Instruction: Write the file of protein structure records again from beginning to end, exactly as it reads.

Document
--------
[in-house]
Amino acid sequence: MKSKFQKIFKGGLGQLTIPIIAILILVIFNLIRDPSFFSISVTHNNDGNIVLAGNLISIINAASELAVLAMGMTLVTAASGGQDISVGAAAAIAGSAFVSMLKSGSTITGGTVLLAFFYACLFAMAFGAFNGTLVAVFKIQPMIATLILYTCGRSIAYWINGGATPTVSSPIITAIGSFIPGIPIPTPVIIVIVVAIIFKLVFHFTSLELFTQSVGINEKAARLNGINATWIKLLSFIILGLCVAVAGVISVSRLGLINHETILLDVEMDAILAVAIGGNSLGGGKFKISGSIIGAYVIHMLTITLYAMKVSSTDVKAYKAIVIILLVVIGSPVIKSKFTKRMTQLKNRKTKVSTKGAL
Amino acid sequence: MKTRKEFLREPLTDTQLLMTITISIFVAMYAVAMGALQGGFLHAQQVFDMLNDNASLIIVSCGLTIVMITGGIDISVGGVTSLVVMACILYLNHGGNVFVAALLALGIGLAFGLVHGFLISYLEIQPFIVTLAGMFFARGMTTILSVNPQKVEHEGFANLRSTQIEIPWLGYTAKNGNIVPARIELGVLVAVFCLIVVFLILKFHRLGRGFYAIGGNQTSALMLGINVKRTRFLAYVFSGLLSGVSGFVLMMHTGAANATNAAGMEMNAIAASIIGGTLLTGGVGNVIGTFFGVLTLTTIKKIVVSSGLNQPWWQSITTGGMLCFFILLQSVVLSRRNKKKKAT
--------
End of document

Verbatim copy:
[in-house]
Amino acid sequence: MKSKFQKIFKGGLGQLTIPIIAILILVIFNLIRDPSFFSISVTHNNDGNIVLAGNLISIINAASELAVLAMGMTLVTAASGGQDISVGAAAAIAGSAFVSMLKSGSTITGGTVLLAFFYACLFAMAFGAFNGTLVAVFKIQPMIATLILYTCGRSIAYWINGGATPTVSSPIITAIGSFIPGIPIPTPVIIVIVVAIIFKLVFHFTSLELFTQSVGINEKAARLNGINATWIKLLSFIILGLCVAVAGVISVSRLGLINHETILLDVEMDAILAVAIGGNSLGGGKFKISGSIIGAYVIHMLTITLYAMKVSSTDVKAYKAIVIILLVVIGSPVIKSKFTKRMTQLKNRKTKVSTKGAL
Amino acid sequence: MKTRKEFLREPLTDTQLLMTITISIFVAMYAVAMGALQGGFLHAQQVFDMLNDNASLIIVSCGLTIVMITGGIDISVGGVTSLVVMACILYLNHGGNVFVAALLALGIGLAFGLVHGFLISYLEIQPFIVTLAGMFFARGMTTILSVNPQKVEHEGFANLRSTQIEIPWLGYTAKNGNIVPARIELGVLVAVFCLIVVFLILKFHRLGRGFYAIGGNQTSALMLGINVKRTRFLAYVFSGLLSGVSGFVLMMHTGAANATNAAGMEMNAIAASIIGGTLLTGGVGNVIGTFFGVLTLTTIKKIVVSSGLNQPWWQSITTGGMLCFFILLQSVVLSRRNKKKKAT